Male infertility linked to steroids and other fertility news from May
31st May 2019
Every month we’ll bring you a round up of the most important fertility news from the UK and around the world.
Male Infertility Linked to Steroids
Scientists have uncovered a link between steroid abuse and common causes of male infertility. These products, aimed at making men larger and more muscular – and potentially more attractive to the opposite sex- are actually stopping them procreating. The evolutionary irony has not been lost on researchers. They named the theory the Mossman-Pacey paradox, after the scientists who first highlighted the interesting correlation. Mossman was studying in Sheffield when he made the connection between steroid abuse and low sperm count. “They are trying to look really big, to look like the pinnacles of evolution.” he says. “But they are making themselves very unfit in an evolutionary sense – without exception they had no sperm in their ejaculation at all.”
Anabolic steroids mimic the effect testosterone has on the body, which makes the brain think the testes are in overdrive. In reaction, the pituitary gland shuts down the production of LH and FSH – which are essential hormones for the sperm production. Prof Allan Pacey, from the University of Sheffield, added: “Isn’t it ironic that men go to the gym to look wonderful, for the most part to attract women, and inadvertently decrease their fertility.”
IVF tech businesses raises $12m
IVF advancements got another boost this month as NYC based robotics innovator TMRW raised over £12m in Series A financing. TMRW have created a Robotic Process Automation (RPA) specifically aimed at improving the storage of eggs during IVF. This is one in a long line of recent developments in healthtech.
Co-founded by Joshua Abram, Alan Murray and Jeff Port, the platform is the first of its kind to be used in this way. The technology automates the identification, freezing and storage of the eggs, creating a digital chain of custody for all fertility cells. This pioneering reproductive technology automates 17,000 daily ‘health checks’ analysing the environment the cells are stored in, ensuring their safety. Currently, the process of storing frozen embryos is pretty archaic compared to general advancements made in IVF since 1978. The manual way in which eggs are monitored and retrieved from storage leaves a lot of room for human error. This can lead to embryos being damaged during the storage process – and no longer being viable for pregnancy. TMRW hopes by automating the process they can reduce the risk of egg damage and improve IVF success rates.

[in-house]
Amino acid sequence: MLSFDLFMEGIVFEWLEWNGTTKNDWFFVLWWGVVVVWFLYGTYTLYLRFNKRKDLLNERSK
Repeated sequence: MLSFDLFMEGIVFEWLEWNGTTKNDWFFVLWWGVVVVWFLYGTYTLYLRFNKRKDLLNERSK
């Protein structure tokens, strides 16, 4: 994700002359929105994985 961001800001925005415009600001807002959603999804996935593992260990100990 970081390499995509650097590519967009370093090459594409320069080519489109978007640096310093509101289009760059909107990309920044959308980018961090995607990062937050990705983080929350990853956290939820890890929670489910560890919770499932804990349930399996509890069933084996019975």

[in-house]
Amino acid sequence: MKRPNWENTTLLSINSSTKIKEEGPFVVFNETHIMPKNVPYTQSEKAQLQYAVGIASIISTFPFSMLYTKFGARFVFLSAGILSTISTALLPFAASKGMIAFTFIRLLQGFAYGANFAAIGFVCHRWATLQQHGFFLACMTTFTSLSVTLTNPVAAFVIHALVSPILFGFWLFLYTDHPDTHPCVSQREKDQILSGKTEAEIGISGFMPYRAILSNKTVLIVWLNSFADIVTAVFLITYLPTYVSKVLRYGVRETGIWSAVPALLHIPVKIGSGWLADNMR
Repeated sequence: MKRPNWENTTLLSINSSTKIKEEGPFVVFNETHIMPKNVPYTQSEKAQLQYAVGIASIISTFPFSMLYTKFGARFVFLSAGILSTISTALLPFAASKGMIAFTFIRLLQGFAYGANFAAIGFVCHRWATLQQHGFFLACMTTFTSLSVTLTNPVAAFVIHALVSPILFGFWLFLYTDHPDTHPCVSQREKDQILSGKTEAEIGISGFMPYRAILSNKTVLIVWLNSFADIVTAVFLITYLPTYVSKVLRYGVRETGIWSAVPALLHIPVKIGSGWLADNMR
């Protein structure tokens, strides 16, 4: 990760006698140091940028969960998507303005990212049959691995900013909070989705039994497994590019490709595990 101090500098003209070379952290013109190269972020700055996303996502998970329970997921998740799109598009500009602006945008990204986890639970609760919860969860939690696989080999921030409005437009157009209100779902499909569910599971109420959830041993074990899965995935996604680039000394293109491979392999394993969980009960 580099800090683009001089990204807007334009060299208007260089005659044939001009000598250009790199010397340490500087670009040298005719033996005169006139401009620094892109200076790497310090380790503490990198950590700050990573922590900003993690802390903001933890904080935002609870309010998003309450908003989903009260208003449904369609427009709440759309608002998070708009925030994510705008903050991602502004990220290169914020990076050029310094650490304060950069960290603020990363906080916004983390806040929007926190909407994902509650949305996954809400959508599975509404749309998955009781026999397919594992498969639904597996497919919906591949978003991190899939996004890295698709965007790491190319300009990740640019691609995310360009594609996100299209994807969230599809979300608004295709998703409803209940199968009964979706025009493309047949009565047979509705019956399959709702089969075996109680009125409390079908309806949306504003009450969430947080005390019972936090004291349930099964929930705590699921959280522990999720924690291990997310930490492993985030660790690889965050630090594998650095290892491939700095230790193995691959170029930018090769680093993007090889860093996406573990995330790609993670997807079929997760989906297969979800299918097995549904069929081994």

Egg freezing rises in popularity
The number of egg freezing cycles in the UK rose 11% from 2016 to 2017, proving popularity for this once niche procedure is growing. With more women choosing to embrace motherhood later in life – and some businesses offering to freeze your eggs as part of their benefits package – it is unsurprising that egg freezing has been called ‘the fastest fertility trend’.
It seems that this number could continue to rise in the future, as younger generations are already showing interest in the procedure. In a recent survey, almost half of women aged 18 to 24 said they would consider freezing their eggs.
But it’s not only the popularity that is rising – success rates are also on the up. The Human Fertilisation and Embryology Authority (HFEA) reports that birth rates from eggs that have been frozen are now comparable with fresh eggs. The higher success rate – which has risen from 18% to 23% – could be down to younger women choosing to go through the egg freezing journey.
Lucy Spragan and wife undergo IVF
Former X Factor star Lucy Spraggan opened up about her personal fertility journey this month. Lucy married her wife Georgina Gordon in 2016. The couple have been receiving IVF treatment for the past 2 years, but are yet to conceive. Whilst it is Georgina undergoing the medical side of treatment, Lucy spoke to Guilty Pleasures about the toll the process has taken on them as a couple. ’We’ve been having fertility treatment for a couple of years and it is hard when you get those negative results.“ Lucy said. “All the trials and tribulations of fertility treatment are pretty intense. We’ve decided to take a break from it as it takes over your life.”
Lucy’s honest description of IVF comes at a time when its prominence amongst same sex couples is on the rise. The Human Fertilisation & Embryology Authority (HFEA) recently revealed that between 2016 and 2017 there was a 12% increase in lesbian couples seeking IVF treatment. In the same time frame, treatment for surrogates rose by 22%.
Whilst they wait to become biological parents, Lucy and Gerogina have fostered 14 children from the Manchester and Stockport area.